Advertisement
YOU ARE HERE: LAT HomeCollections

Los Angeles

State Politics Also on Parade

With Gov. Davis on hand, a Mexican Independence Day event in East L.A. has distinctly American undercurrents.

September 08, 2003|Richard Fausset | Times Staff Writer

For 54 years, East Los Angeles' Mexican Independence Day parade has been a celebration of the moment when parish priest Miguel Hidalgo y Costilla issued his famous call to arms in that country's formative political event nearly 200 years ago: "Mexicanos, viva Mexico!"

Yet like many public happenings of late, this year's procession of charros, beauty queens and mariachis was influenced by a distinctly American political event: the California gubernatorial recall effort.

And so it was that Los Angeles Mayor James K. Hahn found himself atop a double-decker bus on Cesar E. Chavez Avenue on Sunday, accompanied by his embattled governor, and shouting, "Viva Davis!" as the governor beamed and waved.

"Viva!" came a rather tepid response from the corner of Rowan Avenue.

If the crowd responded more with politesse than revolutionary zeal, that may be because Mexican Americans are not of one mind about the recall.

That, at least, was the assertion of a number of parade-goers Sunday, despite the fact that Gov. Gray Davis was the only major recall figure at the event.

Organizers said they decided to exclude Republican gubernatorial candidate Arnold Schwarzenegger in part because of his past support for Proposition 187, which denied social and health services to illegal immigrants, said Leticia Villalobos-Galindo, who helped coordinate the parade.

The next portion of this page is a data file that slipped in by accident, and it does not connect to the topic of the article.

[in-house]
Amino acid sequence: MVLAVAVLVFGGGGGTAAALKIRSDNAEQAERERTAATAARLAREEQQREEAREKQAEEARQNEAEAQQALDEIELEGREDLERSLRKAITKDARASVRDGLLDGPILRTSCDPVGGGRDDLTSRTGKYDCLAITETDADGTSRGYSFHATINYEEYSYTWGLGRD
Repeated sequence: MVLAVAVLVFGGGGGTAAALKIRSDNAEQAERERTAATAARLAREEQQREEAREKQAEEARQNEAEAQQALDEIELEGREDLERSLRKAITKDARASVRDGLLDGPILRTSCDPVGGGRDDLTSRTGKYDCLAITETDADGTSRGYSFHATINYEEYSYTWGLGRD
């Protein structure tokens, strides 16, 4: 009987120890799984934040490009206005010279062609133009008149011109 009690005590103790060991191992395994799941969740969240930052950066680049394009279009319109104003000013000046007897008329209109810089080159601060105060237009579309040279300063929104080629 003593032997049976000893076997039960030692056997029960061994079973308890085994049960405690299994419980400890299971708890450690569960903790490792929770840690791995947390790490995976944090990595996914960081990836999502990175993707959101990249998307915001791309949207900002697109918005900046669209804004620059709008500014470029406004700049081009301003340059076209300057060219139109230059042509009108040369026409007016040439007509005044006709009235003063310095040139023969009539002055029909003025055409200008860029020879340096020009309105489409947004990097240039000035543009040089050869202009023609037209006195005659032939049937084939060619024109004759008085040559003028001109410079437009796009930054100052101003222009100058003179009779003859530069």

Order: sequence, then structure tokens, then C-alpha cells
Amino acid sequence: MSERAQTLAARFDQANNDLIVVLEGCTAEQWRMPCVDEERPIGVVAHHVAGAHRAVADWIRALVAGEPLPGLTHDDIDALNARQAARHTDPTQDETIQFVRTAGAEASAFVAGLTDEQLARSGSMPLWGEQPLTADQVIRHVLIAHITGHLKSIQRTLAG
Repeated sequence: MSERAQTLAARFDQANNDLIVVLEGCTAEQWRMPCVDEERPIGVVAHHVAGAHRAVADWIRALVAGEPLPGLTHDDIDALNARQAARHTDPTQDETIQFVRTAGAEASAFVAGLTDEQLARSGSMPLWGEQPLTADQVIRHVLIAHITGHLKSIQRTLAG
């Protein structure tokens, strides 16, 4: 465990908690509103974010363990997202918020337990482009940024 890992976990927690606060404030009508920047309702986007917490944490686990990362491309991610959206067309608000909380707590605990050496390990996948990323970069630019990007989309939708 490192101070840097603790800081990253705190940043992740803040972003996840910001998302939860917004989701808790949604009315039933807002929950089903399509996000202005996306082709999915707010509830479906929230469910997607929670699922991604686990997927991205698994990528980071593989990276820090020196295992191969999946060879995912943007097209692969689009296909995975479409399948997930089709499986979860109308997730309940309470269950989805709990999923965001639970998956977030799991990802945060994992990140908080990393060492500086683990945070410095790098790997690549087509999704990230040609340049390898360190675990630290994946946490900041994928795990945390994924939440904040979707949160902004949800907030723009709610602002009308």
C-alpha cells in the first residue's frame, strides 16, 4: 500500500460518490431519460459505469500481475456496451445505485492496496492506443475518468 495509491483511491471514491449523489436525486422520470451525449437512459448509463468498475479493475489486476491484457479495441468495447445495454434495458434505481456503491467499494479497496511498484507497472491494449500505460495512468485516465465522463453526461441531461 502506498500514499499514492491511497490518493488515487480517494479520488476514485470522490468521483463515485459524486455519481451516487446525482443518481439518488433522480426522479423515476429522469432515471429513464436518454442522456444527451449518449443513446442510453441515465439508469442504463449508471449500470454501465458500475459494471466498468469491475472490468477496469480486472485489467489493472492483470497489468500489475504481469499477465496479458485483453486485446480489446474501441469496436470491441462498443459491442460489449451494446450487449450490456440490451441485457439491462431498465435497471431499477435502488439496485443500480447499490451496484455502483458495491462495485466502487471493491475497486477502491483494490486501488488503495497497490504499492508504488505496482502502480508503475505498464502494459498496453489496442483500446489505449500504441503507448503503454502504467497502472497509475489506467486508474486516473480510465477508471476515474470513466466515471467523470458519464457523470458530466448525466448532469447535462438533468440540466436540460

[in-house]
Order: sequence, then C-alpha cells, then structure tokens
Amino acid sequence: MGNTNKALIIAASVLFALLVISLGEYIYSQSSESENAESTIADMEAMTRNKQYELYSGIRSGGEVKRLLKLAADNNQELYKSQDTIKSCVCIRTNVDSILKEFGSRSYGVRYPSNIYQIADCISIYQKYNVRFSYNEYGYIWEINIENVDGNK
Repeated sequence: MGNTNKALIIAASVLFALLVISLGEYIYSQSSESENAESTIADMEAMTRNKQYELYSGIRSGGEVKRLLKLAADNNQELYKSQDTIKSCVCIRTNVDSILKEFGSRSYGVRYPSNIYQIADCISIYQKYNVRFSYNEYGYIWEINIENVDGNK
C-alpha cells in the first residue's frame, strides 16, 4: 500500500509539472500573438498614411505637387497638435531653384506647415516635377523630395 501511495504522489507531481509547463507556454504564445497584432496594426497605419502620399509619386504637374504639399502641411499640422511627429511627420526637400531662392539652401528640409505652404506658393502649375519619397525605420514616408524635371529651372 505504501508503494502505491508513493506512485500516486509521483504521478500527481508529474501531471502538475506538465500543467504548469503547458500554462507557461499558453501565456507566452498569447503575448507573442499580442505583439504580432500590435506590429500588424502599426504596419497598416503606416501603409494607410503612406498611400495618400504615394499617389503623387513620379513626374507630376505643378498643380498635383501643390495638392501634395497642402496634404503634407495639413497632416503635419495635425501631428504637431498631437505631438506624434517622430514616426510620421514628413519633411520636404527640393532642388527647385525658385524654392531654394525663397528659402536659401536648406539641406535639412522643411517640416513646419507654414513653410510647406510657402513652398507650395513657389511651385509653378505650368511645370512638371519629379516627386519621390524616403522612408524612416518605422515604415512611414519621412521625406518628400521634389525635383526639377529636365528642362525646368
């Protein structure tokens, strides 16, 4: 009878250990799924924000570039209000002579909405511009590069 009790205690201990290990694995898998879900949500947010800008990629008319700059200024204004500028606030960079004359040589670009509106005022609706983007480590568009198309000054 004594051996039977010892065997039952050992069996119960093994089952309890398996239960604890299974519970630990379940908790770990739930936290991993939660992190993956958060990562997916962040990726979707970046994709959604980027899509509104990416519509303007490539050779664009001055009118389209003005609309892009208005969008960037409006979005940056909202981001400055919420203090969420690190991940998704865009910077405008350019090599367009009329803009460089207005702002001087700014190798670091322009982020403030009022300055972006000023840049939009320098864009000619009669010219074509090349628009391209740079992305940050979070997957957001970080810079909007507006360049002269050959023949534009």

"You can write that most of the people were cheering for Gray Davis, but a lot of people here don't like him," said Tito Delgado, a 47-year-old construction worker.

Others, such as Davis supporter Ed Valenzuela, said they didn't mind the governor's presence one bit.

And in a way, the looming specter of the recall made sense at a parade that offered a seamless mix of politics and party.

Amid the high school marching bands, Aztec goddesses and preteen lasso artists, local politicians cruised by in convertible sports cars. But it was the girls riding in beer-company-sponsored cars who garnered the more appreciative whistles.

The Asociacion de Charros Hacienda los Caballeros was among a number of groups of horsemen who carried the flags of both Mexico and the United States.

Preceding the float of parade Grand Marshal Pablo Montero, a popular crooner and soap star, was a group of older, weather-beaten men in cowboy hats who held a banner that read "Justice for Ex-Braceros," or temporary migrant farm workers. When they passed, the crowds near Belvedere Park gave them a sympathetic cheer.

Some in attendance Sunday seemed better versed in the politics of recall than the politics of Mexican independence, a complicated, 11-year military struggle traditionally celebrated Sept. 16, the date Hidalgo issued his famous battle call against the Spaniards in 1810.

"It means -- to tell you the truth, I dunno what it means," said Benny Torres, 18, when asked what Mexican Independence Day was about.

But Torres, who does not plan to vote in the Oct. 7 recall election, said he appreciated Gray Davis for signing a bill this month that gives illegal immigrants the right to a California driver's license.

"That's important, 'cause a lot of people need to get to work," he said.

The supporters who chanted for Davis as his bus passed by meant little to Alfonso Ostria, a 26-year-old undocumented worker. Ostria, who speaks little English, said he has been cleaning offices for three years in California but is hoping to return to Mexico City in a year or two with the money he has made.

"I haven't really been following [the recall]," he said.

What brought him out, he said, was a chance to cheer on Mexico -- "mi patria," "my homeland."

Advertisement
Los Angeles Times Articles
|
|
|